American Airlines announced Monday that it will cease operations at Long...

American Airlines announced Monday that it will cease operations at Long Island MacArthur Airport in September. Credit: AP / Alan Diaz

American Airlines' decision to cancel flights from Long Island MacArthur Airport after Labor Day is "permanent," a spokesman for the Dallas-based carrier said Tuesday in an email to Newsday.

American, citing a "regional pilot shortage," had announced Monday that it planned to cut service to the Ronkonkoma airfield and upstate Ithaca Tompkins International Airport. On Tuesday, the carrier announced the company also planned to cancel flights from Toledo, Ohio, and Dubuque, Iowa.

The announcements followed a Father's Day weekend that saw hundreds of flights nationwide — including one at MacArthur — canceled amid enormous demand that overwhelmed major carriers such as American and Delta.

The immediate and long-term impact on Islip Town-owned MacArthur was unclear. American operates two direct daily flights from MacArthur to Philadelphia, carrying a maximum total of 100 passengers, the town said.

In a statement to Newsday, town officials said they planned to "continue to communicate with American Airlines through these challenging times in the airline industry. American Airlines has been a good business partner to the Long Island community and to Long Island MacArthur Airport ... ."

Beside American, MacArthur is served by Southwest Airlines and discount carriers Frontier and Breeze Airways. Southwest has not seen a pilot shortage and has maintained its normal schedule, a spokesman said.

Frontier said in an email it is "highly committed" to MacArthur. A Breeze spokesman said the airline is "very happy" at the Islip Town airport.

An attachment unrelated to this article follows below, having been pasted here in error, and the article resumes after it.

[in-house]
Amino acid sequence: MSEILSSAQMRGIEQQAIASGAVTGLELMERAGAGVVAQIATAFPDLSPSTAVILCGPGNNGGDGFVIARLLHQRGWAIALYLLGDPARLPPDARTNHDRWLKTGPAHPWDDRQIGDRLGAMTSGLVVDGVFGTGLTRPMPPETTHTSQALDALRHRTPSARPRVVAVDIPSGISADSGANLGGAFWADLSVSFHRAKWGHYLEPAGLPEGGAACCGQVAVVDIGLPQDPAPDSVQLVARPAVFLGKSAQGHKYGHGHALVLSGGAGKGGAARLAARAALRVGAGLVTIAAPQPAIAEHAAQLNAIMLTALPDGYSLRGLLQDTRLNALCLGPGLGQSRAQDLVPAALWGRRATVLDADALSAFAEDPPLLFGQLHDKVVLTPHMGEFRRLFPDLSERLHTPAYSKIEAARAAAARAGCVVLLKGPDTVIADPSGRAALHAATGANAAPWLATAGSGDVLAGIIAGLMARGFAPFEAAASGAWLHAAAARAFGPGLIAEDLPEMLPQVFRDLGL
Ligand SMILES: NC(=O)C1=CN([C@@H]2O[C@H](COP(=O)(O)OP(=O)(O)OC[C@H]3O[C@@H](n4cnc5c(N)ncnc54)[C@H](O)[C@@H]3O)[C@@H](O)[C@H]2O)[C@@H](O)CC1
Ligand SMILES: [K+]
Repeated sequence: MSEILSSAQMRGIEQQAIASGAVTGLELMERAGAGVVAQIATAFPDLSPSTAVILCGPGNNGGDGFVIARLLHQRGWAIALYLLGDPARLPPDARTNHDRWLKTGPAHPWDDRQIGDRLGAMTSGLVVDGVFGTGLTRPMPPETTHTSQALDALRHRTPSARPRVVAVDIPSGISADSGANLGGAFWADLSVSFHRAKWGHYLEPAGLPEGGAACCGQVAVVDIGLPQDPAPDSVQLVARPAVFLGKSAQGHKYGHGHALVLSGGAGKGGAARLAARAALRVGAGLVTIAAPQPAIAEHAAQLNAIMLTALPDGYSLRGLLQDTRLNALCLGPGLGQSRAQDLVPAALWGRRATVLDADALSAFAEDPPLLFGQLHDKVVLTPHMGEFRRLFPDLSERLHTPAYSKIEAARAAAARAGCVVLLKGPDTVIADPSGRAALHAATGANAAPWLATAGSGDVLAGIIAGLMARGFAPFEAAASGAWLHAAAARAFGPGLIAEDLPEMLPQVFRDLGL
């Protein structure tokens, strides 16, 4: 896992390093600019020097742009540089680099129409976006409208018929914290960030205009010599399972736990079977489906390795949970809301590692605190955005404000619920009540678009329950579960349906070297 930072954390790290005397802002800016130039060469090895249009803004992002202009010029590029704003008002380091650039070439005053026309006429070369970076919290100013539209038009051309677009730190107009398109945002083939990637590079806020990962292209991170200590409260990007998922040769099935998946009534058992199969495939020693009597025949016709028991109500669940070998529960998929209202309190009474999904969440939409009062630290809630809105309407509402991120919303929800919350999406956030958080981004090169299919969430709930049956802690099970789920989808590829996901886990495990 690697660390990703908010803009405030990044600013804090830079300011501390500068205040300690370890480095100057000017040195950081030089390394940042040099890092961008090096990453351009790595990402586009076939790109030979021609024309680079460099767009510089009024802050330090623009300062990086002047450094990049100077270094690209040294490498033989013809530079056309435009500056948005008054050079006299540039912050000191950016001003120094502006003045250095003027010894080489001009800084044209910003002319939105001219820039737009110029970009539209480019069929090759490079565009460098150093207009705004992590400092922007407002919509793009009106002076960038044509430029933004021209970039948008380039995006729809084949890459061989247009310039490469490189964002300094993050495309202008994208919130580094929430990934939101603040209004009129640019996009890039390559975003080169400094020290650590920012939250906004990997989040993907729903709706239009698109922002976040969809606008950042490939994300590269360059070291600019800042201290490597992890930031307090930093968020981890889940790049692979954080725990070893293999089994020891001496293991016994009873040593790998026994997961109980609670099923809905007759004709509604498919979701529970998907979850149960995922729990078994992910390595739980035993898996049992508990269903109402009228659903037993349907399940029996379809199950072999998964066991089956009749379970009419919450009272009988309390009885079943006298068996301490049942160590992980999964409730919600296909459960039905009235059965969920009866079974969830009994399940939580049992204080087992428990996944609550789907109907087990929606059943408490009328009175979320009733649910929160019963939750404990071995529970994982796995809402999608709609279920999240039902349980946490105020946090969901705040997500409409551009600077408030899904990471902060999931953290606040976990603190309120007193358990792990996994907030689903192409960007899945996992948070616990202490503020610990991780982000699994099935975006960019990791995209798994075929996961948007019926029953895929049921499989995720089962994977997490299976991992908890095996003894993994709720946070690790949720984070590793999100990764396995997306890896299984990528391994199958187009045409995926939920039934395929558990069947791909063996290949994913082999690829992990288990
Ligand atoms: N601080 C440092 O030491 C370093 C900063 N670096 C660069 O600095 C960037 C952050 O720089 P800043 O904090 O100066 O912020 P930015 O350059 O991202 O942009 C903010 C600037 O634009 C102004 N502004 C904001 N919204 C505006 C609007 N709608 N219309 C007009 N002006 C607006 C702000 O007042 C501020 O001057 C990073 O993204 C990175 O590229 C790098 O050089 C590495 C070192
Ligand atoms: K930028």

American's departure from Long Island might have startled some frequent flyers, but there are alternatives, some travel professionals said. 

Travelers can still find flights, albeit indirect for some locations, from MacArthur's other carriers, as well as those leaving from Kennedy and LaGuardia airports, said Gina Costello, a travel adviser at Burr Travel in Northport.

“It’s maybe not that much of an inconvenience," she said. "But there are some people who want to go to Florida, that’s maybe going to affect them.”

Willis Orlando, a product operations specialist with online travel booker Scott's Cheap Flights, said MacArthur's other carriers "offer fast, convenient and often dirt-cheap connections to much loved leisure destinations, and have shown little sign of letting up on their consistent push to expand their networks."  

In its statement Monday, American said it planned to "proactively reach out to customers scheduled to travel after ... [Sept. 7] to offer alternate arrangements."

"We’re extremely grateful for the care and service our team members provided to our customers ... and are working closely with them during this time," the company said.

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